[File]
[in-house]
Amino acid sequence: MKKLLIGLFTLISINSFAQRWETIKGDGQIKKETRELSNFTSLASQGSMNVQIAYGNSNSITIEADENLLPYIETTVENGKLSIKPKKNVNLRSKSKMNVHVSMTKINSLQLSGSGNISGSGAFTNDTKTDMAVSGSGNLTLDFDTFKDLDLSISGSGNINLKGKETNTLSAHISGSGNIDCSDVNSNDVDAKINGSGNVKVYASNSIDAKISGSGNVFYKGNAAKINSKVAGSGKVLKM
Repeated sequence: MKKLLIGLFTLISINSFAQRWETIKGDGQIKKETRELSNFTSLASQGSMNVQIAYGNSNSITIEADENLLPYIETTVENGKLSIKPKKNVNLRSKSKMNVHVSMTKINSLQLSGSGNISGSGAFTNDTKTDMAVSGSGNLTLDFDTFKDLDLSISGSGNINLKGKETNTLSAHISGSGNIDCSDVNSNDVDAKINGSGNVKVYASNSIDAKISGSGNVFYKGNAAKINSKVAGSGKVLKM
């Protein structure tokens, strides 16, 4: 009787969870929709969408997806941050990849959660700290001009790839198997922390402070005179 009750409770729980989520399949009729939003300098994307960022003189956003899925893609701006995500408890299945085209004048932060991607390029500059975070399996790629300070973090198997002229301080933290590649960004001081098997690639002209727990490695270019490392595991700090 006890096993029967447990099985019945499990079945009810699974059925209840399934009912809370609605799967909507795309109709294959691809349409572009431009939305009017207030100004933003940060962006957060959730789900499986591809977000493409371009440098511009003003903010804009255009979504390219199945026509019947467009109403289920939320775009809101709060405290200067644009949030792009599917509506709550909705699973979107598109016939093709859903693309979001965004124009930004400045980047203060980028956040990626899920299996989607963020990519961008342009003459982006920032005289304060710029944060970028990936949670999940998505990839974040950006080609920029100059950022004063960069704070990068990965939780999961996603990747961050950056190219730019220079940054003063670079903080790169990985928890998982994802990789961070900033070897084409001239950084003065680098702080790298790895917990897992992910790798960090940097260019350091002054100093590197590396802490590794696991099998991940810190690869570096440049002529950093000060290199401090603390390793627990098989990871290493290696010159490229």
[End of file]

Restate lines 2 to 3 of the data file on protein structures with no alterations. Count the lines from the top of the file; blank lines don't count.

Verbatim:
Amino acid sequence: MKKLLIGLFTLISINSFAQRWETIKGDGQIKKETRELSNFTSLASQGSMNVQIAYGNSNSITIEADENLLPYIETTVENGKLSIKPKKNVNLRSKSKMNVHVSMTKINSLQLSGSGNISGSGAFTNDTKTDMAVSGSGNLTLDFDTFKDLDLSISGSGNINLKGKETNTLSAHISGSGNIDCSDVNSNDVDAKINGSGNVKVYASNSIDAKISGSGNVFYKGNAAKINSKVAGSGKVLKM
Repeated sequence: MKKLLIGLFTLISINSFAQRWETIKGDGQIKKETRELSNFTSLASQGSMNVQIAYGNSNSITIEADENLLPYIETTVENGKLSIKPKKNVNLRSKSKMNVHVSMTKINSLQLSGSGNISGSGAFTNDTKTDMAVSGSGNLTLDFDTFKDLDLSISGSGNINLKGKETNTLSAHISGSGNIDCSDVNSNDVDAKINGSGNVKVYASNSIDAKISGSGNVFYKGNAAKINSKVAGSGKVLKM